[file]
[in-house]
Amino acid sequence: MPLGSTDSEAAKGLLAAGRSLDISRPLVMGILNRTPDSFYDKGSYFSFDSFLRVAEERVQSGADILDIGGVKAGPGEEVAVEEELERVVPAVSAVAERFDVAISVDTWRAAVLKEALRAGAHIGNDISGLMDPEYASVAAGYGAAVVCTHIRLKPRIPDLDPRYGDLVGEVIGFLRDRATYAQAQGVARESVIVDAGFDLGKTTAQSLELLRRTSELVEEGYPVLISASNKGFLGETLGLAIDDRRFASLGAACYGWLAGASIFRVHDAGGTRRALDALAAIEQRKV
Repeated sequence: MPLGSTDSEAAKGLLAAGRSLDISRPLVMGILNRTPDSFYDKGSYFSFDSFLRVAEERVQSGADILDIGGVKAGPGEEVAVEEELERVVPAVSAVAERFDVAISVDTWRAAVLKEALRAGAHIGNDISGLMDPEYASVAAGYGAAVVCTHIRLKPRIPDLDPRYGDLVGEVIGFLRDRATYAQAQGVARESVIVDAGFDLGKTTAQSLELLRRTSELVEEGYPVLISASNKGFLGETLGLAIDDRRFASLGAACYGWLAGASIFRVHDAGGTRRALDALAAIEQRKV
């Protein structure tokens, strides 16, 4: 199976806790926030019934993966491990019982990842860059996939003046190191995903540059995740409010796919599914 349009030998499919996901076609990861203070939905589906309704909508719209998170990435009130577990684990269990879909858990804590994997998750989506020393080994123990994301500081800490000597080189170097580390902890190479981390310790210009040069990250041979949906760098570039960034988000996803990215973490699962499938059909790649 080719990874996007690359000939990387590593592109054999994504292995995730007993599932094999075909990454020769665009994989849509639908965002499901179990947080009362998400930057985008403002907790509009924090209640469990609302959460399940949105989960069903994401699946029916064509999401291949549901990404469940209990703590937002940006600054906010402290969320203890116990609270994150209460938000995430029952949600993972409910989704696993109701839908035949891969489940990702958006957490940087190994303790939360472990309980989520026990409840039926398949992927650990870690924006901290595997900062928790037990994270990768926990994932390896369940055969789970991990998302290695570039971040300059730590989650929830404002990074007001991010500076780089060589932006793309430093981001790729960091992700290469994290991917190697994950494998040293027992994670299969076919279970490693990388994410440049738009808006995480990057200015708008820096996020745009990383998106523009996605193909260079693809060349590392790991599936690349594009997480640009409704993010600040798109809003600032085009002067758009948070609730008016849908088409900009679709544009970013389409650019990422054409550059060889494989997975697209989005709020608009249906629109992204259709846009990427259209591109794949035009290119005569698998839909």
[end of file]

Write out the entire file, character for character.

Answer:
[in-house]
Amino acid sequence: MPLGSTDSEAAKGLLAAGRSLDISRPLVMGILNRTPDSFYDKGSYFSFDSFLRVAEERVQSGADILDIGGVKAGPGEEVAVEEELERVVPAVSAVAERFDVAISVDTWRAAVLKEALRAGAHIGNDISGLMDPEYASVAAGYGAAVVCTHIRLKPRIPDLDPRYGDLVGEVIGFLRDRATYAQAQGVARESVIVDAGFDLGKTTAQSLELLRRTSELVEEGYPVLISASNKGFLGETLGLAIDDRRFASLGAACYGWLAGASIFRVHDAGGTRRALDALAAIEQRKV
Repeated sequence: MPLGSTDSEAAKGLLAAGRSLDISRPLVMGILNRTPDSFYDKGSYFSFDSFLRVAEERVQSGADILDIGGVKAGPGEEVAVEEELERVVPAVSAVAERFDVAISVDTWRAAVLKEALRAGAHIGNDISGLMDPEYASVAAGYGAAVVCTHIRLKPRIPDLDPRYGDLVGEVIGFLRDRATYAQAQGVARESVIVDAGFDLGKTTAQSLELLRRTSELVEEGYPVLISASNKGFLGETLGLAIDDRRFASLGAACYGWLAGASIFRVHDAGGTRRALDALAAIEQRKV
């Protein structure tokens, strides 16, 4: 199976806790926030019934993966491990019982990842860059996939003046190191995903540059995740409010796919599914 349009030998499919996901076609990861203070939905589906309704909508719209998170990435009130577990684990269990879909858990804590994997998750989506020393080994123990994301500081800490000597080189170097580390902890190479981390310790210009040069990250041979949906760098570039960034988000996803990215973490699962499938059909790649 080719990874996007690359000939990387590593592109054999994504292995995730007993599932094999075909990454020769665009994989849509639908965002499901179990947080009362998400930057985008403002907790509009924090209640469990609302959460399940949105989960069903994401699946029916064509999401291949549901990404469940209990703590937002940006600054906010402290969320203890116990609270994150209460938000995430029952949600993972409910989704696993109701839908035949891969489940990702958006957490940087190994303790939360472990309980989520026990409840039926398949992927650990870690924006901290595997900062928790037990994270990768926990994932390896369940055969789970991990998302290695570039971040300059730590989650929830404002990074007001991010500076780089060589932006793309430093981001790729960091992700290469994290991917190697994950494998040293027992994670299969076919279970490693990388994410440049738009808006995480990057200015708008820096996020745009990383998106523009996605193909260079693809060349590392790991599936690349594009997480640009409704993010600040798109809003600032085009002067758009948070609730008016849908088409900009679709544009970013389409650019990422054409550059060889494989997975697209989005709020608009249906629109992204259709846009990427259209591109794949035009290119005569698998839909």